The Mystery of the Jewish New Year Valentines

By | Feb 14, 2020
Arts & Culture, Jewish World, Latest

For a number of years, collectors Bindy Morris Bitterman and her husband, Richard Bitterman, accrued a substantial array of Jewish New Year greeting cards. Among these was a strange variety of what appeared to be repurposed Valentine’s Day cards that had been transformed with Jewish greetings for the New Year. Bindy Bitterman eventually compiled a small book highlighting these cards, appropriately titled The Mystery of the Jewish New Year Valentines. Her research for the book revealed the following explanation:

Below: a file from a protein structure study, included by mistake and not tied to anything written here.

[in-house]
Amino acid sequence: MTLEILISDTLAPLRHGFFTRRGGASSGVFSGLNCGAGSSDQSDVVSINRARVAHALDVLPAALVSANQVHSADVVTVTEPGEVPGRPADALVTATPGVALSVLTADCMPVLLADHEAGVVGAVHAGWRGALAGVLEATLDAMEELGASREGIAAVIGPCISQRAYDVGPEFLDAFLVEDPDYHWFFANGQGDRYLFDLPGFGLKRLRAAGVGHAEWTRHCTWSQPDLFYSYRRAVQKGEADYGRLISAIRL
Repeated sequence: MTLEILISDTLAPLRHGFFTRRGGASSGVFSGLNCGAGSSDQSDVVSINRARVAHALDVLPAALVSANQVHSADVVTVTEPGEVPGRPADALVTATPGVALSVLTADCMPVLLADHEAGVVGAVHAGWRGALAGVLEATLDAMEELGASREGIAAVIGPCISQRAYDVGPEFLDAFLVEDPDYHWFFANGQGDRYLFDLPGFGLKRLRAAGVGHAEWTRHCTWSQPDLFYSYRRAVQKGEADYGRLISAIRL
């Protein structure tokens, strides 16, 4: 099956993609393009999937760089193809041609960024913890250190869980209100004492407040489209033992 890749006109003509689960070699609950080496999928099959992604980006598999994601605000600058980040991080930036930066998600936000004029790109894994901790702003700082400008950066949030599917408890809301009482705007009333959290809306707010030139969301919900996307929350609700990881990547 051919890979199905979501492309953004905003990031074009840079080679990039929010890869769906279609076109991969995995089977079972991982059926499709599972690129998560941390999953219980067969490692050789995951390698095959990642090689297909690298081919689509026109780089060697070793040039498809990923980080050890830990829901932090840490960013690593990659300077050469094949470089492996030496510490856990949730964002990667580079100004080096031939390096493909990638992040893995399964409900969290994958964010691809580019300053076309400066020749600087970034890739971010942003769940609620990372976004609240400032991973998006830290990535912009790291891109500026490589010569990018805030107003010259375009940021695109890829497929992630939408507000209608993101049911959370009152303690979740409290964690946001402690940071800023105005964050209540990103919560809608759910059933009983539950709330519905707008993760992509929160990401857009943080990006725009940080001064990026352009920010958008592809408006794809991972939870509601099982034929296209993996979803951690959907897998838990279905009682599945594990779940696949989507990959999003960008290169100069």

In the late 19th century, Jews immigrated to America in increasing numbers. At the time and until the outbreak in 1914 of World War I, Germany was the source of some of the finest and most beautiful printing in the world. Among the popular imports to the United States were elaborate, three-dimensional greeting cards for all occasions, including Valentine’s Day and Rosh Hashanah. During World War I, it became increasingly difficult to import cards from Germany. To satisfy the demand of Jewish immigrants for New Year and other greeting cards, innovative American producers started repurposing German-made Valentine’s Day cards, which they had on hand, by adding appropriate greetings for a Jewish audience.

Below are examples of these fascinating hybrids:

Credit: Photographs by Daniel Drake

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